Police officers separated pro- and anti-Confederate demonstrators with a barricade at the Peace and Justice Plaza during a protest on Saturday morning.
No arrests were made at the Peace and Justice Plaza during the demonstrations. Anti-Confederates protested a police officer not arresting a pro-Confederate man with a gun in his holster. The officer then shook a different Confederate supporter's hand.
“The police always let the Confederates walk away, because they believe that anti-racists chanting are a threat, as opposed to violent racists who bring guns,” Lindsay Ayling, one of the organizers of the anti-Confederate protest, said.
Confederate supporters from the steps outside the post office yelled chants including “God bless Robert E. Lee” and “God bless Dixie.” Anti-Confederate demonstrators countered with “Go home, racists,” “Go back to Virginia” and “Nat Turner, John Brown, anti-racists run this town.”
Lance Spivey, an active pro-Confederate demonstrator and the man who brought a pistol onto campus in March, said the anti-Confederate demonstrators started “pushing us around” during a rally. He said the rally may have been more peaceful had the police arrived at the Peace and Justice Plaza earlier.
“Well, considering we had a permit, they should’ve been here beforehand,” Spivey said. “The barricade should’ve been out here, and they should’ve had more police officers out here beforehand. If they had, what happened would not happen.”
Nancy Rushton McCorkle, one of the two individuals who was arrested on March 31 for vandalizing the Unsung Founders Memorial, was also present at the demonstration.
“We’re not blaming the cops,” McCorkle said. “We’re blaming these lawless people. These people have no morals or any value of anything.”
Beginning at 10:30 a.m., anti-Confederate demonstrators set up an event called the “Nazis Suck Potluck 2” on McCorkle Place to oppose the planned pro-Confederate protest on Franklin Street.
The group set up tables of food and signs with slogans such as “No KKKops on Campus” and “UNC Against Fascism,” along with a miniature cardboard guillotine that said “Racist Statues Get the Blade.” The anti-Confederate demonstrators also placed small flags around McCorkle Place with information about police brutality.
“Some flags mark spots where police have expressed violence towards students,” Heather Redding said. “There are some with facts about police brutality and there are some with names of people of color killed by police in North Carolina. We want to call attention to police militarization on campus and elsewhere.”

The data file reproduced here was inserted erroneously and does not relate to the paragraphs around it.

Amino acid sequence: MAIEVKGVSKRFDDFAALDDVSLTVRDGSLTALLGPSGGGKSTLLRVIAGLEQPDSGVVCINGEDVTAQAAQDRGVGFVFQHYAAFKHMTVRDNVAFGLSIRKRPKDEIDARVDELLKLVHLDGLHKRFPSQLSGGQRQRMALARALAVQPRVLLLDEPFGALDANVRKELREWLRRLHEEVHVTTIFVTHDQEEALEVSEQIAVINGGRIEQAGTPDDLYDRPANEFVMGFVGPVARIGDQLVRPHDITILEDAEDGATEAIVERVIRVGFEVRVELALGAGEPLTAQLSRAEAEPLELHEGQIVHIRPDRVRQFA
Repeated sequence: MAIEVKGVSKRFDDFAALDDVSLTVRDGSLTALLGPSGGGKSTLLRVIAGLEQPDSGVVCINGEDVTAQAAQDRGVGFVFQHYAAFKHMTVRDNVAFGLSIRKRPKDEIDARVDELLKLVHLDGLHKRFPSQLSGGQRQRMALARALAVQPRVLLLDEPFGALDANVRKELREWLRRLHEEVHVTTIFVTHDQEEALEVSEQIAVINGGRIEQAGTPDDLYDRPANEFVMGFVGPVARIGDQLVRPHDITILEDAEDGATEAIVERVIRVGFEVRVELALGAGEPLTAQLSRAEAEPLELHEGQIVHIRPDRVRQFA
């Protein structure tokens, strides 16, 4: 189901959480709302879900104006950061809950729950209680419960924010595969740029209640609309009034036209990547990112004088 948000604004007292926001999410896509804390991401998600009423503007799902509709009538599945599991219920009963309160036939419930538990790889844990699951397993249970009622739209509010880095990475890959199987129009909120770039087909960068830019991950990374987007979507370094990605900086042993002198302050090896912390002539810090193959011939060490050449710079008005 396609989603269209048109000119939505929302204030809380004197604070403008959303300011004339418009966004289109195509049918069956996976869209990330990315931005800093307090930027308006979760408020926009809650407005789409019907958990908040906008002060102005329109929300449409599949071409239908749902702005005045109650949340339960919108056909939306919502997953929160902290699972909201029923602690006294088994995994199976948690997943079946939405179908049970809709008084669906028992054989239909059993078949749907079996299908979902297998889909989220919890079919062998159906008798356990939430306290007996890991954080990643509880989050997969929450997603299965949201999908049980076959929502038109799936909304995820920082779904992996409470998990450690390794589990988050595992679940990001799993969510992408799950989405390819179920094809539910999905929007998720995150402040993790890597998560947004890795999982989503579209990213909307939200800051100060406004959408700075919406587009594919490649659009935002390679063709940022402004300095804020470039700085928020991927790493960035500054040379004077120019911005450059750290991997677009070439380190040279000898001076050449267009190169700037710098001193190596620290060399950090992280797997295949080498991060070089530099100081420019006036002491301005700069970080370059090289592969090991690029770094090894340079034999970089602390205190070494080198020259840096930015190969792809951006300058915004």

Ayling, who helped set up the potluck, said it's important for anti-Confederates to oppose pro-Confederates whenever they demonstrate to show them they are not welcome in Chapel Hill.
“We think it’s important to show that we’re not intimidated by racists, and we don’t accept them in our community, so whenever white supremacists come to Chapel Hill, we have to tell them they’re not welcome here,” Ayling said. “Also, we’re not afraid of them and we oppose racism.”
The Confederate demonstrators arrived at the Peace and Justice Plaza at about 11:15 a.m., holding Confederate and American flags alongside posters with slogans including “Warning: Leave Southern Monuments Alone.”
Anti-Confederate demonstrators came from McCorkle Place to hold banners saying “Abolish campus cops,” “Tar Heels tore it” and more in front of the Confederate signs. Ayling said one purpose of holding banners in front of the Confederates was to make the community feel less intimidated by their presence.
“When I hold banners in front of white supremacists, like hold anti-racist banners, sometimes people will stop and say ‘Thank you for doing that,’ and so I can tell that people in the community appreciate — if there’s going to be a racist in town — they appreciate that anti-racists are also willing to stand up to them and that they’re not alone,” Ayling said.
Police brutality was a major theme of the anti-Confederate demonstration, culminating in groups of people shouting “More dead cops” and “No cops, no KKK, no fascist USA.” People also spoke to police officers on the outskirts of the protest about police corruption.
Toward the end of the demonstration, Ayling spoke to the crowd through a megaphone about Chancellor Kevin Guskiewicz’s email to students about Saturday’s demonstration, which she said portrayed the anti-Confederate potluck as a dangerous event and discouraged students from attending.
“Given the events over this past academic year, we are mindful that the atmosphere is highly charged, and protests that begin peacefully do not always remain that way,” part of Guskiewicz’s email said. “If you choose to attend the events on Saturday, please take precautions to keep yourselves safe.”
Ayling said Guskiewicz condemned the vandalism of the Unsung Founders Memorial in an email but has not taken action against the racist activity.
“I think Guskiewicz, if he actually opposes racism and he opposes the desecration of Unsung Founders Memorial, he should be doing something to stand up to the people who did that,” Ayling said. “He should be taking action. But he insists on portraying the only people who do take action against these groups as troublemakers or criminals.”
The pro-Confederate demonstrators left the Peace and Justice Plaza around 1:45 p.m. as anti-Confederate demonstrators chanted “Fascists go home,” followed by “Cops and Klan go hand in hand.”
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